These are a few notes describing features peculiar to Plan 9 Perl. As such, it is not intended to be a replacement for the rest of the Perl 5 documentation (which is both copious and excellent). If you have any questions to which you can't find answers in these man pages, contact Luther Huffman at firstname.lastname@example.org and we'll try to answer them.
Perl is invoked from the command line as described in perl. Most perl scripts, however, do have a first line such as “#!/usr/local/bin/perl”. This is known as a shebang (shell-bang) statement and tells the OS shell where to find the perl interpreter. In Plan 9 Perl this statement should be “#!/bin/perl” if you wish to be able to directly invoke the script by its name.
Alternatively, you may invoke perl with the command “Perl” instead of “perl”. This will produce Acme-friendly error messages of the form “filename:18”.
Some scripts, usually identified with a *.PL extension, are self-configuring and are able to correctly create their own shebang path from config information located in Plan 9 Perl. These you won't need to be worried about.
What's in Plan 9 Perl
Although Plan 9 Perl currently only provides static loading, it is built with a number of useful extensions. These include Opcode, FileHandle, Fcntl, and POSIX. Expect to see others (and DynaLoading!) in the future.
What's not in Plan 9 Perl
As mentioned previously, dynamic loading isn't currently available nor is MakeMaker. Both are high-priority items.
Perl5 Functions not currently supported in Plan 9 Perl
Some, such as
umask aren't provided because the concept does not exist within Plan 9. Others, such as some of the socket-related functions, simply haven't been written yet. Many in the latter category may be supported in the future.
The functions not currently implemented include:
chown, chroot, dbmclose, dbmopen, getsockopt, setsockopt, recvmsg, sendmsg, getnetbyname, getnetbyaddr, getnetent, getprotoent, getservent, sethostent, setnetent, setprotoent, setservent, endservent, endnetent, endprotoent, umask
There may be several other functions that have undefined behavior so this list shouldn't be considered complete.
Signals in Plan 9 Perl
For compatibility with perl scripts written for the Unix environment, Plan 9 Perl uses the POSIX signal emulation provided in Plan 9's ANSI POSIX Environment (APE). Signal stacking isn't supported. The signals provided are:
SIGHUP, SIGINT, SIGQUIT, SIGILL, SIGABRT, SIGFPE, SIGKILL, SIGSEGV, SIGPIPE, SIGPIPE, SIGALRM, SIGTERM, SIGUSR1, SIGUSR2, SIGCHLD, SIGCONT, SIGSTOP, SIGTSTP, SIGTTIN, SIGTTOU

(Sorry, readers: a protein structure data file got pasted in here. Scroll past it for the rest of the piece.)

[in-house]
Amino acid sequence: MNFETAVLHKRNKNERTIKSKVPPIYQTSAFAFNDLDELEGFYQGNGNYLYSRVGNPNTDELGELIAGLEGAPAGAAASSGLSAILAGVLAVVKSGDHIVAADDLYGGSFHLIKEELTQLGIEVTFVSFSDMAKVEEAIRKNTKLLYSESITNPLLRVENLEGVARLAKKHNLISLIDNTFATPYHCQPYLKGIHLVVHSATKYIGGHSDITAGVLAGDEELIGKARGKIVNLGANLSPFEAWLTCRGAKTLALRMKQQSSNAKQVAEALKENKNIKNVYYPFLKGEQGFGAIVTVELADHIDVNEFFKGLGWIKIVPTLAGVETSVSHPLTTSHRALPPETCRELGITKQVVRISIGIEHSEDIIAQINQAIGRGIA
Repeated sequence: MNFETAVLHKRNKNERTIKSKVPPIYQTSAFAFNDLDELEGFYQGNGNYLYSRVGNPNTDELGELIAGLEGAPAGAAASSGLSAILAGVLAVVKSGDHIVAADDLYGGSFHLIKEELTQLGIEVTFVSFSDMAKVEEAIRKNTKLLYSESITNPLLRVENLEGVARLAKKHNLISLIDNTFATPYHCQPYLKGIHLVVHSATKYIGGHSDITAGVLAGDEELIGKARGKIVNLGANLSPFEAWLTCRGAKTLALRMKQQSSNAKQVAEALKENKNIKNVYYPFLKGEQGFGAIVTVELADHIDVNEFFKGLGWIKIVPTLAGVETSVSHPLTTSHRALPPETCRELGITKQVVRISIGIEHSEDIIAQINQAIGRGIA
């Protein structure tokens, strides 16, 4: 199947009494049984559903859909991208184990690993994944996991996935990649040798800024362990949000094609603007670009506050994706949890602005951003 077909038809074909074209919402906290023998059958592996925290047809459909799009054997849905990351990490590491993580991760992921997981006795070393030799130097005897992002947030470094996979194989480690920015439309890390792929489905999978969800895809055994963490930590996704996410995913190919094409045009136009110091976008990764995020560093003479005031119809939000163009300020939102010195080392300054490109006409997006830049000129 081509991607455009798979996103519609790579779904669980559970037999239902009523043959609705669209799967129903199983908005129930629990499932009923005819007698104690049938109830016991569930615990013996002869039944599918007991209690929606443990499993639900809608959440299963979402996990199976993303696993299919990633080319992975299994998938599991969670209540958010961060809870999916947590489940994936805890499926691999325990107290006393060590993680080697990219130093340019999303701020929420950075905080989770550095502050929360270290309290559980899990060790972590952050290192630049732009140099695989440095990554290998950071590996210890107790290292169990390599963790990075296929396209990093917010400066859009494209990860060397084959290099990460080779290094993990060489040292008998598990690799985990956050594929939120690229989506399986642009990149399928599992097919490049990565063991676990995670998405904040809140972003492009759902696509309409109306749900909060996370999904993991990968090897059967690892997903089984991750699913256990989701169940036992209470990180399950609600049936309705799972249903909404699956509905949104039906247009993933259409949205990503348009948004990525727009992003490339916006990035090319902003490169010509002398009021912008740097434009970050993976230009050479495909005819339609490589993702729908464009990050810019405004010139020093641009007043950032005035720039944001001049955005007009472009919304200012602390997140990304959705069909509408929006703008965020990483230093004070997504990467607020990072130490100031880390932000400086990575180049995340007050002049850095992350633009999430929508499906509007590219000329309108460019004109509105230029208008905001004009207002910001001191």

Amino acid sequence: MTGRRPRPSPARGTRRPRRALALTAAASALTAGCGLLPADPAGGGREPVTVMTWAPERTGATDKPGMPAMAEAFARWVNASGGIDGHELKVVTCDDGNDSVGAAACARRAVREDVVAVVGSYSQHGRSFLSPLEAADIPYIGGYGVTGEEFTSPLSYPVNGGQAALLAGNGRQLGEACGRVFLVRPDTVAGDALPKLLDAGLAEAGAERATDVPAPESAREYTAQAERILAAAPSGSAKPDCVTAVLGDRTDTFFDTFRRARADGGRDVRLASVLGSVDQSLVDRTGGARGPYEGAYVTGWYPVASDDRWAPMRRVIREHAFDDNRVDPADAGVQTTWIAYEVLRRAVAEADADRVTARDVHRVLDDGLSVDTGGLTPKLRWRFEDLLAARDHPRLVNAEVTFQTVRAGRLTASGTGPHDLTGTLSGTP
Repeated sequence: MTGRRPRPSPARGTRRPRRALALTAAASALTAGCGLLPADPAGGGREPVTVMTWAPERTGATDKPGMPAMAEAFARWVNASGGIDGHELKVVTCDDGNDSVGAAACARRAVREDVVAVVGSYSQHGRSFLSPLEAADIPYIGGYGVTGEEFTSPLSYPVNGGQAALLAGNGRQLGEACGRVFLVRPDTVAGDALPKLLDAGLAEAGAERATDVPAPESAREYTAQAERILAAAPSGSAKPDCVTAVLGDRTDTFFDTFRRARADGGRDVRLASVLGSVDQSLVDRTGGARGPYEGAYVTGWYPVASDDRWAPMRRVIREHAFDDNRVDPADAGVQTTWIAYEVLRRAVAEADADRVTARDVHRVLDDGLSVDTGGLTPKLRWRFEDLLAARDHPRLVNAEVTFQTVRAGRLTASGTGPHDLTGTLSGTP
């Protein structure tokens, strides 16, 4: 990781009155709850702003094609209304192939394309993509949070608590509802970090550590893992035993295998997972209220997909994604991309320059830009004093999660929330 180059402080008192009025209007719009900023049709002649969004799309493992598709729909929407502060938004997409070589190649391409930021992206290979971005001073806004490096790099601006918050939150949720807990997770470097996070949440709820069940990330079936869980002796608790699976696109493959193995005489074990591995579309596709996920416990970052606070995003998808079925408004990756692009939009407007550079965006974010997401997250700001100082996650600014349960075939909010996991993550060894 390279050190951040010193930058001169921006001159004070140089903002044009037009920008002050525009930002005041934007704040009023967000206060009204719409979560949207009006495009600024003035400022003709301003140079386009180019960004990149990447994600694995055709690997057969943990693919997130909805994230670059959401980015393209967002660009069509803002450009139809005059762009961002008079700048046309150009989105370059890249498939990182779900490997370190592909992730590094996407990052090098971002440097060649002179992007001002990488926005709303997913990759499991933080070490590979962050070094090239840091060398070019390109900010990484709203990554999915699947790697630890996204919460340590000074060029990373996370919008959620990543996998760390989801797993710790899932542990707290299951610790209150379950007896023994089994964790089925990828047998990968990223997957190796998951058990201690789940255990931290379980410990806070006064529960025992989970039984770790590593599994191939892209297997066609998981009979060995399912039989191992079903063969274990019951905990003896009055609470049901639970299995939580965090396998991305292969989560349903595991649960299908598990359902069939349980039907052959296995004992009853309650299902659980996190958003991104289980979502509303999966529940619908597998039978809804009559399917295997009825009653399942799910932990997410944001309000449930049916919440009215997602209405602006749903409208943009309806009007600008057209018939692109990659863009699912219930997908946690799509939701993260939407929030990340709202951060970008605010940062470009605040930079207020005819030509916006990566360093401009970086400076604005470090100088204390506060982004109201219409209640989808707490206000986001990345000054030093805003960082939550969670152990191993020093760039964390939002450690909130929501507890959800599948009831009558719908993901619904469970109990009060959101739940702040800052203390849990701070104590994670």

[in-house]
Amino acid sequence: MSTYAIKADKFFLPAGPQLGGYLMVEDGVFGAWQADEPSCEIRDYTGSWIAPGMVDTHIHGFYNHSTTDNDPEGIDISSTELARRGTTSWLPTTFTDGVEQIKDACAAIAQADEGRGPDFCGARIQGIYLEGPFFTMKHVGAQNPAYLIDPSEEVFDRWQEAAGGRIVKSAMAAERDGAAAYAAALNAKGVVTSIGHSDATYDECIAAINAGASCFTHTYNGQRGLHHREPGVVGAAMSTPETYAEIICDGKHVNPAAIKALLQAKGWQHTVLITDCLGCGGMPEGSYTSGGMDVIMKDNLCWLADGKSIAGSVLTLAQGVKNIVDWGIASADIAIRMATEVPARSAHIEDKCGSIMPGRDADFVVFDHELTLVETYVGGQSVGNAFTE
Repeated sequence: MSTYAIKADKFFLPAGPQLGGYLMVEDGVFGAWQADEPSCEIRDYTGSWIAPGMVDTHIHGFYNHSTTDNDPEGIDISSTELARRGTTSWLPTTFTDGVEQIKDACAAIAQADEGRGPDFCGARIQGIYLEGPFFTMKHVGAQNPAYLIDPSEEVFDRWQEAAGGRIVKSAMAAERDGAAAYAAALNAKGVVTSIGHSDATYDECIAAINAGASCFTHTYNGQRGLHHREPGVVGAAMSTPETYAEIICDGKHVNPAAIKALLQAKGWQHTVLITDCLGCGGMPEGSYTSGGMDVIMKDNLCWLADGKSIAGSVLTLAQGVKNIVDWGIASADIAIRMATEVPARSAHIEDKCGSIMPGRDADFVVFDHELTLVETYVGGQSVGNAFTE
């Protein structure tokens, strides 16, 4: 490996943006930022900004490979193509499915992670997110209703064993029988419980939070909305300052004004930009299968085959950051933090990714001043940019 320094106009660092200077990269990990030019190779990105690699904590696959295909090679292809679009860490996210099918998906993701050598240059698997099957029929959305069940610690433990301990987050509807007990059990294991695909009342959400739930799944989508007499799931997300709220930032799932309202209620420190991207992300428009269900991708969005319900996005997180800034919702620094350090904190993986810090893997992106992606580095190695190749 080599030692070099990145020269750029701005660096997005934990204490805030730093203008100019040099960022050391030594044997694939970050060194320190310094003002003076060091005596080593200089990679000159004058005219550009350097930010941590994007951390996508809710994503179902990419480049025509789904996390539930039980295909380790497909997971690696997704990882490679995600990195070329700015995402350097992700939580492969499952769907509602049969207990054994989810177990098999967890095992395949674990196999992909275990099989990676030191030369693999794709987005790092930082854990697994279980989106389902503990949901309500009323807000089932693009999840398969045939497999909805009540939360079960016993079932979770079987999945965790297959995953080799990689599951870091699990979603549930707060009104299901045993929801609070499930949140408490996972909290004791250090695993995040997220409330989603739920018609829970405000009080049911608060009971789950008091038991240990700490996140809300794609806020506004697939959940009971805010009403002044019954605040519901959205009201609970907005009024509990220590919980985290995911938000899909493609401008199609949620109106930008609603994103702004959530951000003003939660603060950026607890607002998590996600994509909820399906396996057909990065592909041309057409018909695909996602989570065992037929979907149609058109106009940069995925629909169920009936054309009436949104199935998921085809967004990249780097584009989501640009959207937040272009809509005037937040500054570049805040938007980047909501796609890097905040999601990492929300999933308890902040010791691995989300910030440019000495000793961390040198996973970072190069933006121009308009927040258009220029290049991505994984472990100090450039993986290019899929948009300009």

Compiling and Installing Perl on Plan 9
WELCOME to Plan 9 Perl, brave soul!
This is a preliminary alpha version of Plan 9 Perl. Still to be implemented are MakeMaker and DynaLoader. Many perl commands are missing or currently behave in an inscrutable manner. These gaps will, with perseverance and a modicum of luck, be remedied in the near future.To install this software:
1. Create the source directories and libraries for perl by running the plan9/setup.rc command (i.e., located in the plan9 subdirectory). Note: the setup routine assumes that you haven't dearchived these files into /sys/src/cmd/perl. After running setup.rc you may delete the copy of the source you originally detarred, as source code has now been installed in /sys/src/cmd/perl. If you plan on installing perl binaries for all architectures, run “setup.rc -a”.
2. After making sure that you have adequate privileges to build system software, from /sys/src/cmd/perl/5.00301 (adjust version appropriately) run:
If you wish to install perl versions for all architectures (68020, mips, sparc and 386) run:
3. Wait. The build process will take a *long* time because perl bootstraps itself. A 75MHz Pentium, 16MB RAM machine takes roughly 30 minutes to build the distribution from scratch.
Installing Perl Documentation on Plan 9
This perl distribution comes with a tremendous amount of documentation. To add these to the built-in manuals that come with Plan 9, from /sys/src/cmd/perl/5.00301 (adjust version appropriately) run:
To begin your reading, start with:
This is a good introduction and will direct you towards other man pages that may interest you.
(Note: “mk man” may produce some extraneous noise. Fear not.)
“As many as there are grains of sand on all the beaches of the world . . .” - Carl Sagan
This document was revised 09-October-1996 for Perl 5.003_7.
Direct questions, comments, and the unlikely bug report (ahem) direct comments toward:
Luther Huffman, email@example.com, Strategic Computer Solutions, Inc.